You can get anything you want to eat at the White Front Café, also known as Joe’s Hot Tamale Place … just so long as what you want to eat is a tamale. The menu is one item, and one item only. For it, this wood-frame house by the side of Route 1 has become a Delta landmark to which people travel 100 miles from Memphis.
Many customers buy them by the dozen to take home for supper. We enjoy eating here at one of the kitchenette tables in the front room of the café. Order three or four and they are served tightly wrapped in their corn husk. You can eat them one of two ways: pick up a tamale and squeeze out a mouthful of the succulent insides or peel away the husk and use a saltine cracker to scoop some up. (If you want saltines, you’ll need to walk across Route 1 and buy a pack at the convenience store. Joe’s has soda pop to drink, as well as a few jars of pickles and penny candies on the counter, but no other foodstuffs on the menu.)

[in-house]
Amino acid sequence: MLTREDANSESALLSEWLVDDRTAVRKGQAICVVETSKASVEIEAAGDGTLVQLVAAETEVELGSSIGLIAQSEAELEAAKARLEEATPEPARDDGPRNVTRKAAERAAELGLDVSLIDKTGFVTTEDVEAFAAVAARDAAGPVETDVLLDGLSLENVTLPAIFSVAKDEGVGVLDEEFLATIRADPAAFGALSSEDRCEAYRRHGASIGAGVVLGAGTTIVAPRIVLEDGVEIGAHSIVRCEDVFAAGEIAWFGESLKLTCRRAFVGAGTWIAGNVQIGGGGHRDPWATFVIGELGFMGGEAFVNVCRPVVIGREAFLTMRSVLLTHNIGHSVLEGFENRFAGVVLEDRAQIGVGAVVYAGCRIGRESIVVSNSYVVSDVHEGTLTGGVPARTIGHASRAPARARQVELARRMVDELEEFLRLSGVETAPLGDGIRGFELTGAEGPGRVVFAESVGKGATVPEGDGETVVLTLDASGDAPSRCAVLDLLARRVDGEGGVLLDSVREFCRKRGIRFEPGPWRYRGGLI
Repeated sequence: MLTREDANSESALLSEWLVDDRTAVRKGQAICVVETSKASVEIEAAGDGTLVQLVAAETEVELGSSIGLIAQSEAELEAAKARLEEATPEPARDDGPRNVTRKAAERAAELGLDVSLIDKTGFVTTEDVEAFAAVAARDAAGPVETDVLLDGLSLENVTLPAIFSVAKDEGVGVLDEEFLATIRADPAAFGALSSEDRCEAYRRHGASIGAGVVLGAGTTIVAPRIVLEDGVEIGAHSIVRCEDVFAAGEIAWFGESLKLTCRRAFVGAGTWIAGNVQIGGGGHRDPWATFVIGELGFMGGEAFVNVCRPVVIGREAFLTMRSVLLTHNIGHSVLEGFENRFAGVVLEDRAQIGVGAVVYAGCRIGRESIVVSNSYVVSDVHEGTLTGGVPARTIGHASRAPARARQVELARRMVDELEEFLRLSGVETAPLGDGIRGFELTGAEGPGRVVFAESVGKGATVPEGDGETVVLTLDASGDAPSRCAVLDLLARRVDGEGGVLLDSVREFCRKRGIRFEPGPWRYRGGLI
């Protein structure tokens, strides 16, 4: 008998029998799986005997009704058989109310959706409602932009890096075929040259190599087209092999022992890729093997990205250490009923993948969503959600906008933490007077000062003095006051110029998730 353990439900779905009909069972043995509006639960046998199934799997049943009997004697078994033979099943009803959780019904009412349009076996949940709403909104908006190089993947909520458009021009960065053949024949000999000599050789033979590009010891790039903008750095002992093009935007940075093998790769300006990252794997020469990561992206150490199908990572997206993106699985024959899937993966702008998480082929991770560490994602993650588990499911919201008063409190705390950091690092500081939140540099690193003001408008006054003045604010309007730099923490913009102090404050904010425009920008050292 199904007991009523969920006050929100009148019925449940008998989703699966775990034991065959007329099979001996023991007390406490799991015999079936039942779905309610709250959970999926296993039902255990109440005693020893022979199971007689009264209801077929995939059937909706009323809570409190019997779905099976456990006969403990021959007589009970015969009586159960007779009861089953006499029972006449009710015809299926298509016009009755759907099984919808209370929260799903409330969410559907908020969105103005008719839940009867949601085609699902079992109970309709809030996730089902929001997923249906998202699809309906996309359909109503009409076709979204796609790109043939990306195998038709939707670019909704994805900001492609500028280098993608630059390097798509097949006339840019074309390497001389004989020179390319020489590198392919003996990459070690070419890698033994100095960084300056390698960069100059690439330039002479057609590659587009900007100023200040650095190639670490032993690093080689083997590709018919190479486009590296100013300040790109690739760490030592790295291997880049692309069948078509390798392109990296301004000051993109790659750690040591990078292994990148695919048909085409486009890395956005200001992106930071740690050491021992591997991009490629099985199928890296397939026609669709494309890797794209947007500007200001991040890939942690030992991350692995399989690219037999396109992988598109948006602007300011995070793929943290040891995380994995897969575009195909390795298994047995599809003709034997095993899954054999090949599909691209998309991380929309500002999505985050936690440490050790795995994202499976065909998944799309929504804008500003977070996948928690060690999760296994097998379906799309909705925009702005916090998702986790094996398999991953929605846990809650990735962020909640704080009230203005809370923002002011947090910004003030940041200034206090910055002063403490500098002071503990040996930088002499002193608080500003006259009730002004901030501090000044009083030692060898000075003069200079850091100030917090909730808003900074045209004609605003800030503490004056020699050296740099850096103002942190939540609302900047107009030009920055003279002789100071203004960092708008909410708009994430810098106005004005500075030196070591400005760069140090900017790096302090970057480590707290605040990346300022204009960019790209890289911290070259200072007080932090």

Joe Pope began serving tamales in Rosedale in the 1970s, and since he passed away, the business has remained a great tamale source. When we interviewed Mr. Pope in 2002, he told us he used a recipe he inherited from the daughter of John Hooks, who learned how to cook them from a Mexican from Texas who traveled through the Delta back in the 1930s. Today, tamales are a popular dish all along the Mississippi River from Memphis to Vicksburg. Most tamale cooks have their own way of doing things. Some use pork, some add chicken to the mix; some tamales are ferociously spicy. We believe the ones Joe Pope created are among the very best. They are all-beef (no pork), a well-nigh perfect blend of meat, cornmeal and just enough peppery spice to excite but not overwhelm your tongue.